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Holiday Food

By Dietitian, Juliette Kellow BSc RD

Whether you're self-catering, eating out in local restaurants or on an all-inclusive package where all your meals are catered for, use your holiday to try new foods that you haven’t tasted before.

You might discover a whole new list of ingredients to experiment with when you get home. Don’t worry either if you can’t work out the precise calorie content of all your meals, either – if you're only on holiday for a couple of weeks and choose sensibly most of the time, you won’t do too much damage. But to give you a helping hand, follow these guidelines.

  1. Roughly plan your days, including when and where you’re likely to eat. If you’re planning a long, leisurely lunch, then aim to have a smaller dinner. Or if you’re going to try the ‘eat-all-you-can-eat’ Mediterranean buffet for dinner, only have a light lunch. Don’t skip meals though, otherwise you’ll end up eating more than you normally would when you’re finally faced with food.
  2. Wherever and however you’re eating, aim to stick to the same healthy eating rules you follow at home. That means avoiding fried food, filling up on fresh fruit and vegetables, basing your meals on bread, potatoes, rice or pasta and keeping fatty and sugary foods to a minimum.
  3. Although many countries don’t have the healthy options available in the UK such as low-fat spread and skimmed milk, it’s always worth asking, especially in the larger hotels.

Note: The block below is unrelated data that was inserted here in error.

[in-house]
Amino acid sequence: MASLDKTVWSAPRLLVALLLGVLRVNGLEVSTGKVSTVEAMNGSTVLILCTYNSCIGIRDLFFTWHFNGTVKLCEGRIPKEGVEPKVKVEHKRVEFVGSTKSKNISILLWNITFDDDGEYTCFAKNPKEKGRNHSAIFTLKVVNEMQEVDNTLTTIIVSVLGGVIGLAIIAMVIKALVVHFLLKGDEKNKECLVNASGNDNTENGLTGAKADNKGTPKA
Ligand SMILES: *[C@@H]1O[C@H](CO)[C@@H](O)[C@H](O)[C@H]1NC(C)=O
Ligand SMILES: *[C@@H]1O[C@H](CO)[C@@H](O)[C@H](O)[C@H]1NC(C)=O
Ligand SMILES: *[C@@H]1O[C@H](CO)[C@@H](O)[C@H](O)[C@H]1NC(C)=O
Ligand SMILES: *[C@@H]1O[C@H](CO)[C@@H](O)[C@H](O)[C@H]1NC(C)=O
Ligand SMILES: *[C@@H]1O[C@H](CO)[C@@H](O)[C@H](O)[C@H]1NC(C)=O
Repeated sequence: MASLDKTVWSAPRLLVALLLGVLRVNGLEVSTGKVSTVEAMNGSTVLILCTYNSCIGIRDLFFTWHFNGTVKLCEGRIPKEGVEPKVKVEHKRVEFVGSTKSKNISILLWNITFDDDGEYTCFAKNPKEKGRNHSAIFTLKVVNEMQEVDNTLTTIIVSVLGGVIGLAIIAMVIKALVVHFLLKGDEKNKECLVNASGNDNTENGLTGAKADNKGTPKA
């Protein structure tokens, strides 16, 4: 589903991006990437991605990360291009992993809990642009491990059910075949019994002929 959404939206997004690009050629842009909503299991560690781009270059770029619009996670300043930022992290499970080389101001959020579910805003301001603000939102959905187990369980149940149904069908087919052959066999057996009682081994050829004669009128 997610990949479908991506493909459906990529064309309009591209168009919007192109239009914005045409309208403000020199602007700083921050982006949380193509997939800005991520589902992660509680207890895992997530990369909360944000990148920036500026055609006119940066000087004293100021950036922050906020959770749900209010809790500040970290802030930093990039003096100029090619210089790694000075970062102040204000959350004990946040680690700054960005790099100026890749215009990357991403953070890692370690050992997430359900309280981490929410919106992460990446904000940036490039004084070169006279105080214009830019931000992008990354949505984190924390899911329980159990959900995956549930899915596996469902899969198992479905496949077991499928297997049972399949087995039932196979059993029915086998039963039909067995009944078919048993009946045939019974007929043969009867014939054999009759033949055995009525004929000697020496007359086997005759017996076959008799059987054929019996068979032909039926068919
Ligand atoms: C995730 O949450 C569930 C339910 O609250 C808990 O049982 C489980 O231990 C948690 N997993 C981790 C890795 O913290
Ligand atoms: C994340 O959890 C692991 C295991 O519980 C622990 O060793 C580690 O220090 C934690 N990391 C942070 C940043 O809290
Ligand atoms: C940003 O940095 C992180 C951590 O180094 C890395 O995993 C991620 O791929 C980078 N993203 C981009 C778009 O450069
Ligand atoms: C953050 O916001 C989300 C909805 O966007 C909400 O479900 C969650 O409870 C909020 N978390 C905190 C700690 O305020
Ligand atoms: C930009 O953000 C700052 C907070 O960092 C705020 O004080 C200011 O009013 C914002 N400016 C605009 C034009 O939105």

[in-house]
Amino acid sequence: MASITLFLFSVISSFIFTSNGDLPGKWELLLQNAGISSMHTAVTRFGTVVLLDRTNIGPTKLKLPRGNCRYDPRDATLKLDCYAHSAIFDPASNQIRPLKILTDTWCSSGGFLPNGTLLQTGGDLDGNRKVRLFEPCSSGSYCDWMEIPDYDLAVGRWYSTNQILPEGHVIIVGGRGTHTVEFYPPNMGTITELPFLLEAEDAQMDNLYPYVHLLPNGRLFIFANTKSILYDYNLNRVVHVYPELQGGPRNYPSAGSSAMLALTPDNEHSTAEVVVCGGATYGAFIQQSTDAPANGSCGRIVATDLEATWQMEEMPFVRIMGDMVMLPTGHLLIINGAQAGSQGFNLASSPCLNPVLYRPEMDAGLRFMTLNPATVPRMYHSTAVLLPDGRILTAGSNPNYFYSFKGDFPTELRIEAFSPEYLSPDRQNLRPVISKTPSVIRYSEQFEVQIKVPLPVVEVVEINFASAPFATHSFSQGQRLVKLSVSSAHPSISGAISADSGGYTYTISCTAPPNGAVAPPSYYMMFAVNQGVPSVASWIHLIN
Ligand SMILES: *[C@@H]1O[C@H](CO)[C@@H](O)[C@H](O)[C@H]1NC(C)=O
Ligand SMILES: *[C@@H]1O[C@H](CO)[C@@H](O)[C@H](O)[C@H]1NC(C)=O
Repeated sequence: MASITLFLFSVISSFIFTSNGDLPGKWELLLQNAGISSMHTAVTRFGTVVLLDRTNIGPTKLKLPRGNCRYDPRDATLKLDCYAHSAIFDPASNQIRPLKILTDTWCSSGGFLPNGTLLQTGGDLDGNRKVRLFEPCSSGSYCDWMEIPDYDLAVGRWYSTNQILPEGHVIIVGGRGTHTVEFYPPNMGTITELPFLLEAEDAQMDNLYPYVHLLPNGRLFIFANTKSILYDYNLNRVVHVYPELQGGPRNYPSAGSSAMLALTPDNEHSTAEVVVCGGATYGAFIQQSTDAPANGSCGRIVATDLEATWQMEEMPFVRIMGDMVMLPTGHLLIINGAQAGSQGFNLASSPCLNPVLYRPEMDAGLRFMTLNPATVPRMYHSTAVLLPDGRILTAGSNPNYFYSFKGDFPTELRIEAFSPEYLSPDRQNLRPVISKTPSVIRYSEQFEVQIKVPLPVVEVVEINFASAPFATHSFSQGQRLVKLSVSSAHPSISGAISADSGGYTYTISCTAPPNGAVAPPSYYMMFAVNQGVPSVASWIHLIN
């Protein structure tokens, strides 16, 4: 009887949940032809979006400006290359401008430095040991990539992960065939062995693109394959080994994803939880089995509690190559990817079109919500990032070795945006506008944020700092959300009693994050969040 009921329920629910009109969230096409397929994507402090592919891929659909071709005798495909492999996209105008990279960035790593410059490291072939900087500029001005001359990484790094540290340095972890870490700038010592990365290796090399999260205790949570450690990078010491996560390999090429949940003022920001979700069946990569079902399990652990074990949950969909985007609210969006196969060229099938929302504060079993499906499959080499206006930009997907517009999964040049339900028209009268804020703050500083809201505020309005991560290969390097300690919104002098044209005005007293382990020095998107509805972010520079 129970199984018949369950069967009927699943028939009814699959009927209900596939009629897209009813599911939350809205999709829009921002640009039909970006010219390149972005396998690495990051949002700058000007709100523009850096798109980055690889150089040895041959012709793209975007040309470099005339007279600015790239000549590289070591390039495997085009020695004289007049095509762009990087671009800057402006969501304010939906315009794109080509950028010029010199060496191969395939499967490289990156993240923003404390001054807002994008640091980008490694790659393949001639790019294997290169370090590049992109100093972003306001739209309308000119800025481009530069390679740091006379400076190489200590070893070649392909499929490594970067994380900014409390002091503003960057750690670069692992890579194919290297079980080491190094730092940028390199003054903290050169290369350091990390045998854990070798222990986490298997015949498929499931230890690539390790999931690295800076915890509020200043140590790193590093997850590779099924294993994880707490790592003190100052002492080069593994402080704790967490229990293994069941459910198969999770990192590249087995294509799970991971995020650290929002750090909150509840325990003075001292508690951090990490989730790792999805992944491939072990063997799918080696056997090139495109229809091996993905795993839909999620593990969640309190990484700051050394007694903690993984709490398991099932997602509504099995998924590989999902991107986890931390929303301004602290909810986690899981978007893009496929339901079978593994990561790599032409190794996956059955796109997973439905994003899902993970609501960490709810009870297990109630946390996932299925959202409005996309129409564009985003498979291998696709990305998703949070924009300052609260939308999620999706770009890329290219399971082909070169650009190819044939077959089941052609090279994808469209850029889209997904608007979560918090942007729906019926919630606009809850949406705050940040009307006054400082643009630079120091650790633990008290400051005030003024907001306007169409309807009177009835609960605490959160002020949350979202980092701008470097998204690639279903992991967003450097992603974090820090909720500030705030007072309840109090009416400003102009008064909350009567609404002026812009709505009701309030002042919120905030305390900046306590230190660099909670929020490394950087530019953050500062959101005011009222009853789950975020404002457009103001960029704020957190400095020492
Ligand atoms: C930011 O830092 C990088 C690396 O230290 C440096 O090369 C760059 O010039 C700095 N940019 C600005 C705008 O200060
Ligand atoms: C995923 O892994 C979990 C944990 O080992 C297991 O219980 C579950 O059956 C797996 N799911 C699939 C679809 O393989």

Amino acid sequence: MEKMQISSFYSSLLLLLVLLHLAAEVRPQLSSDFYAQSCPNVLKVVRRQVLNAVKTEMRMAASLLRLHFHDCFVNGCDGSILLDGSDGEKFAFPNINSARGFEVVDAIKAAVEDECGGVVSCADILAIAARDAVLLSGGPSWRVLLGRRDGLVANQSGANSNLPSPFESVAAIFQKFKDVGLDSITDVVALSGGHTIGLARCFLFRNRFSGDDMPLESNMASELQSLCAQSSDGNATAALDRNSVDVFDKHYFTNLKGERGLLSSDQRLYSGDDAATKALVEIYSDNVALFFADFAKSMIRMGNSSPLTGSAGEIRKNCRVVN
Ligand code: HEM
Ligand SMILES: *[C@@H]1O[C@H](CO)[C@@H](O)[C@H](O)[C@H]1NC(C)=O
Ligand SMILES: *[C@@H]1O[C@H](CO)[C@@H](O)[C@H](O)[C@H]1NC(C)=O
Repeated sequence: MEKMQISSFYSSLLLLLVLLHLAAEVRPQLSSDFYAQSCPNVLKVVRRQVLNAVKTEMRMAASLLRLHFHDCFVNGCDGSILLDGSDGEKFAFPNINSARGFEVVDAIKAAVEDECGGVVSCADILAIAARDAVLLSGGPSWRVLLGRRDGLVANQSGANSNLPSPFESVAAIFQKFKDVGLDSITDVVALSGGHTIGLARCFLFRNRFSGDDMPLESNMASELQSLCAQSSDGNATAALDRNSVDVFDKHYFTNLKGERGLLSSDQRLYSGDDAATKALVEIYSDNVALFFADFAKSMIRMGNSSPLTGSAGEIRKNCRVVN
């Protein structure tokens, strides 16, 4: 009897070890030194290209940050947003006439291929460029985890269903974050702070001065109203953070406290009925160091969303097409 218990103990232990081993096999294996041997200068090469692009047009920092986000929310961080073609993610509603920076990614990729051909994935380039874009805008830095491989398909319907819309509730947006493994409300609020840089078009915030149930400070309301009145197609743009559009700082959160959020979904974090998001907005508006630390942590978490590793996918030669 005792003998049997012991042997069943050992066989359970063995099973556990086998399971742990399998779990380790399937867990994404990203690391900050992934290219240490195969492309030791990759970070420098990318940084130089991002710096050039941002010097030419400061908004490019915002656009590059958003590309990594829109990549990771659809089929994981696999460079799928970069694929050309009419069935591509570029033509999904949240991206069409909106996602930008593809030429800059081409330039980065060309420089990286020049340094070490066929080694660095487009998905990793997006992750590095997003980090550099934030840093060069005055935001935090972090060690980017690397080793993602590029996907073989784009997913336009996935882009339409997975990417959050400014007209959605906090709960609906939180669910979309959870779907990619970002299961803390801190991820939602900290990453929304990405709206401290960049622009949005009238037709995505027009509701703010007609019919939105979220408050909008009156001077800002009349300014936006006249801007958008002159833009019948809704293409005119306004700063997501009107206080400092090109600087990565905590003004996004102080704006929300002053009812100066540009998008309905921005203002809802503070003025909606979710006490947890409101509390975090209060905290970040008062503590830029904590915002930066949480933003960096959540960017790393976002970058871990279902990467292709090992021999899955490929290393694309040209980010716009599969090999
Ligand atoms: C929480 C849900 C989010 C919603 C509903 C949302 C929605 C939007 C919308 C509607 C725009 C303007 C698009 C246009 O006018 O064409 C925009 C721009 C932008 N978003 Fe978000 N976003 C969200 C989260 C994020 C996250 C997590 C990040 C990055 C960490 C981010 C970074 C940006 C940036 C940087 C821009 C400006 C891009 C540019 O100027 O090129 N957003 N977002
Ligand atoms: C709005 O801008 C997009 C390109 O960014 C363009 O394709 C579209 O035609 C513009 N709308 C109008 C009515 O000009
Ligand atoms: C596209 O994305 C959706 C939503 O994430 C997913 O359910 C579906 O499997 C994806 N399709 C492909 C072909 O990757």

4. Skip the bread that often comes at the start of a meal. And if you can’t resist, make sure you have it without butter or oil.
  5. Nibble on olives rather than peanuts – they only have 3 calories each, compared to peanuts which have 150 calories per small handful. If the olives come in oil, use a serviette to dab off any excess.
  6. Steer clear of dishes that come in rich, creamy sauces or contain pastry. And avoid meals that contain a lot of oil. Anything that’s described as being pan-fried, deep-fried, sautéed, flambéed or roasted will have been cooked with oil.
  7. If you’re staying near the coast, there will probably be plenty of fish and seafood on the menu, which not only tastes delicious, but is also reasonably low in calories and fat providing it’s not fried. Don’t be afraid to try more unusual fish such as crab, lobster, monkfish, mussels, oysters, King prawns, langoustines, sardines, swordfish and red mullet.
  8. If dishes such as lasagne, moussaka and risotto look like they’re swimming in oil, use a serviette or piece of bread to soak up the excess. Just don’t eat the bread if that’s the only thing available!
  9. Be careful when you order salads. It may seem like you're having the healthiest option on the menu, but they may be drowning in dressing. Don’t be afraid to ask the waiter for it to come with dressing on the side.
  10. Remember, you don't have to sample every item on offer, eat everything on your plate or go for all three courses. For example, have a starter or dessert, but not both – and vary your combinations every day so you don’t feel you're missing out. And if you’re on an all-inclusive holiday, remind yourself that just because it’s all paid for, it doesn’t mean you have to pile as much food onto your plate as you can.
  11. Don’t let ‘all-you-can-eat’ buffets be your diet slayer! While it’s easy to overindulge, the good news is, there will nearly always be plenty of healthy options to choose from. Fill your plate just once and don’t go back for seconds. The best options are fruit, cereal and bread for breakfast, grilled fish or chicken with lots of vegetables and salad for main meals, and fresh fruit available for desserts and snacks.
  12. For day’s out, put together your own picnics using fresh foods from local stores. Stock up on fresh fruit, tomatoes, bread and a little cheese and ham for a balanced meal that won’t break the calorie bank.
  13. Choose desserts carefully – fresh fruit salad, ice-cream, sorbets and meringue-based puddings are good choices. But skip the extra serving of cream or ice cream.

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